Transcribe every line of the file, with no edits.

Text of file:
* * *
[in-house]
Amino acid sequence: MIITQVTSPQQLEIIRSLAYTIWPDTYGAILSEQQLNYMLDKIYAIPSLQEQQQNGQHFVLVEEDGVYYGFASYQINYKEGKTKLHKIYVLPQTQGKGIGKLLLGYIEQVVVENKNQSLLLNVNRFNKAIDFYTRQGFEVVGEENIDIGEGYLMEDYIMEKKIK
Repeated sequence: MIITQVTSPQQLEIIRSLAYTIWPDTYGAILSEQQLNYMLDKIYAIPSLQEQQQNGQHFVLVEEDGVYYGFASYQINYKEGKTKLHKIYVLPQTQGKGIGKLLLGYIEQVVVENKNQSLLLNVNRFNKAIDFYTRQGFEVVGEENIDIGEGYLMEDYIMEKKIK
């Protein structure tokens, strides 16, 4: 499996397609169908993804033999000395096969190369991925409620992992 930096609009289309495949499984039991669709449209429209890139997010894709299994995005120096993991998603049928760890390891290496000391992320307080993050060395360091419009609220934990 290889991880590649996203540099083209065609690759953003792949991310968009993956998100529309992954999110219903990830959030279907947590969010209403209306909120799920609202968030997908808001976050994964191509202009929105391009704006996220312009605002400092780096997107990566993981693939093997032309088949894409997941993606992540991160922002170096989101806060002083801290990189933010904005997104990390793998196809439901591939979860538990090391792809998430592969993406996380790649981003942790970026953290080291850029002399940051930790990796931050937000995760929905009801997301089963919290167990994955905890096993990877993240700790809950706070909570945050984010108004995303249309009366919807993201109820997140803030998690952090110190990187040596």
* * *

[in-house]
Amino acid sequence: MIITQVTSPQQLEIIRSLAYTIWPDTYGAILSEQQLNYMLDKIYAIPSLQEQQQNGQHFVLVEEDGVYYGFASYQINYKEGKTKLHKIYVLPQTQGKGIGKLLLGYIEQVVVENKNQSLLLNVNRFNKAIDFYTRQGFEVVGEENIDIGEGYLMEDYIMEKKIK
Repeated sequence: MIITQVTSPQQLEIIRSLAYTIWPDTYGAILSEQQLNYMLDKIYAIPSLQEQQQNGQHFVLVEEDGVYYGFASYQINYKEGKTKLHKIYVLPQTQGKGIGKLLLGYIEQVVVENKNQSLLLNVNRFNKAIDFYTRQGFEVVGEENIDIGEGYLMEDYIMEKKIK
């Protein structure tokens, strides 16, 4: 499996397609169908993804033999000395096969190369991925409620992992 930096609009289309495949499984039991669709449209429209890139997010894709299994995005120096993991998603049928760890390891290496000391992320307080993050060395360091419009609220934990 290889991880590649996203540099083209065609690759953003792949991310968009993956998100529309992954999110219903990830959030279907947590969010209403209306909120799920609202968030997908808001976050994964191509202009929105391009704006996220312009605002400092780096997107990566993981693939093997032309088949894409997941993606992540991160922002170096989101806060002083801290990189933010904005997104990390793998196809439901591939979860538990090391792809998430592969993406996380790649981003942790970026953290080291850029002399940051930790990796931050937000995760929905009801997301089963919290167990994955905890096993990877993240700790809950706070909570945050984010108004995303249309009366919807993201109820997140803030998690952090110190990187040596």